Bob’s Queen Anne Table
By Bob from New Jersey
Added on January 26, 2008
After searching for a design, I found great plans on the “New Yankee’s Workshop” site. Thanks Norm! The video and plans are wonderful. In Norm’s version, he bought the legs since they take a lot of time and are much more elaborate than shown here. After seeing the price for the legs, ($$!!), I decided to experiment and make them myself. I found plans for a simple design in Fine Woodworking and enlarged them on a copier and made a template. After gluing up 3/4″ x 3″ wide stock, cutting them on a bandsaw is very fast and easy. The blanks come off the bandsaw needing a lot of scraping, filing and sanding. Making one was easy, making four to be exact replicas was a challenge! These legs are close. The initial 4 blanks and smoothing took about 2 hours each, but then I spent an entire Saturday trying to get them as close in size as possible.
This was also my first attempt at carving which is needed for the shell design on the drawer front. The one on the table is my fourth effort after trying out the various carving tools and techniques. For this work, I borrowed a friend’s “Flexcut” chisels. Nice tools! I found it’s like other types of woorkworking. Get a plan, be willing to experiment, be patient, practice and you’ll finally get something you can use. I’ve since bought my own set of Flexcuts and am now practicing on ball and claw feet. These will take LOTS of practice if my first attempt is any indication. The mini drops were made on my lathe. Again, it took 2-3 attempts to get the design right and making two the same takes some practice but relatively simple to do.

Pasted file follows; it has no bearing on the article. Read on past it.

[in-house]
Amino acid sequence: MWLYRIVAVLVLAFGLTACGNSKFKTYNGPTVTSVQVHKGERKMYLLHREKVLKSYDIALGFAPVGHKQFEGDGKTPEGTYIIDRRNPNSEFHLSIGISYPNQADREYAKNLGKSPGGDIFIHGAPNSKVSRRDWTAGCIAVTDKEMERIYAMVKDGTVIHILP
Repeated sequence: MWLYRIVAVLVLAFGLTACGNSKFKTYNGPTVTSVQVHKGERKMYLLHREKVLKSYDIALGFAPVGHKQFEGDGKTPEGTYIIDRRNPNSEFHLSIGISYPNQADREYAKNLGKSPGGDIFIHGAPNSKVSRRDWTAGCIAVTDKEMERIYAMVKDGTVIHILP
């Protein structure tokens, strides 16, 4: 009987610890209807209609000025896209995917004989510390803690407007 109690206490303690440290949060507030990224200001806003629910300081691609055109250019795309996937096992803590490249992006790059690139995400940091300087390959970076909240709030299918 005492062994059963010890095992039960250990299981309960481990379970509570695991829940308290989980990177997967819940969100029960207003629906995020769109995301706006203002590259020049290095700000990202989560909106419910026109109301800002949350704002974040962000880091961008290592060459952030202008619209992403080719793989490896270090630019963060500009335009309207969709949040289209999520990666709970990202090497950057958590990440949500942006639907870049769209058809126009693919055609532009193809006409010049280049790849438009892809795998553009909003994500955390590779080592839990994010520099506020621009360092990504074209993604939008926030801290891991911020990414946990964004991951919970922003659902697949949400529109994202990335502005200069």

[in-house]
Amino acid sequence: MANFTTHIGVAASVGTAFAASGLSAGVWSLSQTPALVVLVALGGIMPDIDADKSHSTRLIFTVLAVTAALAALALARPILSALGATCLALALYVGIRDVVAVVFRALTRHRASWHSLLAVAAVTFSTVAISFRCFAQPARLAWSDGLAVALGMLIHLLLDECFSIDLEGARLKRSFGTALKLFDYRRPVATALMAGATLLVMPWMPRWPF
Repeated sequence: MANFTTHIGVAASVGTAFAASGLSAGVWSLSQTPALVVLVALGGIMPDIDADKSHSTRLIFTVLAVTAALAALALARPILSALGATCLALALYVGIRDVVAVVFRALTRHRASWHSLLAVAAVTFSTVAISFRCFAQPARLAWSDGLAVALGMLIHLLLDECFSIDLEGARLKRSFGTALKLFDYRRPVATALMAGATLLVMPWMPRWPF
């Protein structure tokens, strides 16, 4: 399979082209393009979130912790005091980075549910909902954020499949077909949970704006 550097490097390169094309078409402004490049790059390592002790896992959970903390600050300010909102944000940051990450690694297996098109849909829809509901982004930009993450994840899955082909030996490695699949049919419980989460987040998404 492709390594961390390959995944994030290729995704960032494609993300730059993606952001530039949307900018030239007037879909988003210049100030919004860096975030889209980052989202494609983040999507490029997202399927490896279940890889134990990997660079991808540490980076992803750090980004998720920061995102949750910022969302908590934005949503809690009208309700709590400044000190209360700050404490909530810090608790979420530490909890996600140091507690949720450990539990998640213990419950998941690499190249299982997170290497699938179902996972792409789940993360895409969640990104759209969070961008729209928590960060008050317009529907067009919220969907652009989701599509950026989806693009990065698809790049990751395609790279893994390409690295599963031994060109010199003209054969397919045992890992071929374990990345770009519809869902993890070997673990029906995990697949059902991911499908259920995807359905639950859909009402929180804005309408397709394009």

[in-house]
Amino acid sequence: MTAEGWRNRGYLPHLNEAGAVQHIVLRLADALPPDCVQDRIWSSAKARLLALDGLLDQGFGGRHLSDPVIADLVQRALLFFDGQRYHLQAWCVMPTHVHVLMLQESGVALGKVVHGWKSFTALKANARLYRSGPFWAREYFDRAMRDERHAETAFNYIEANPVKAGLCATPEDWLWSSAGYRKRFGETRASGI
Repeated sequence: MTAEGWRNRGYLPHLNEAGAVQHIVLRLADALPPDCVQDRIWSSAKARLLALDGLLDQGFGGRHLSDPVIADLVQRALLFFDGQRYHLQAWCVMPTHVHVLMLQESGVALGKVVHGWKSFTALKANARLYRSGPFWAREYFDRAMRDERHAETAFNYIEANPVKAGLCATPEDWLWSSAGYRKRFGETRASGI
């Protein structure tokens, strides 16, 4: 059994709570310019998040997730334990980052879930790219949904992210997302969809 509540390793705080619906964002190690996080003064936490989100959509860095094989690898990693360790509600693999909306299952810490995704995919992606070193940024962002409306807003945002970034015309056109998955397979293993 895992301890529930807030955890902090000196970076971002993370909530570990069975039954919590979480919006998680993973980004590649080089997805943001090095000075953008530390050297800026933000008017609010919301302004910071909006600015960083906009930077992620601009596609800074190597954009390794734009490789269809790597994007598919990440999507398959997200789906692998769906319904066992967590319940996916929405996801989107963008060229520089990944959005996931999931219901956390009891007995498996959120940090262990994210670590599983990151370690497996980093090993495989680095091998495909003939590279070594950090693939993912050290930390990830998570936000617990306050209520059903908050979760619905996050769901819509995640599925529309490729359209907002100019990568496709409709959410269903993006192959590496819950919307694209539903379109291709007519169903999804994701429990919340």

This project took about 80 hours over the last 4 months to make. I have no idea how Norm knocks out so many fine projects so quickly! Construction is solid cherry with cut off pieces I bought as surplus “shorts” from a cabinet shop selling on ebay. Drawers are made of poplar. The legs are laminated together although the Fine Woorking plans by Lonnie Bird suggest making thick legs like this from solid stock to avoid differences in grain, color and different rates of wood shrinkage I found 3” thick cherry is about $14 bd ft which would have added $180 to the price of the project. All in all, with the plans, wood, hardware and finishing supplies, the project cost about $300.Norm’s video suggested using a Gel stain which helps smooth out the colors of the cherry. I used Minwax mahogany. Then I added 5 coats of “rub on poly” and finally a coat of Johnsons paste wax. So, in summary, the challenging parts of the projects are the legs, drops and carving, the rest is just a big box with 4 smaller boxes (the drawers) but I’m glad I tackled it.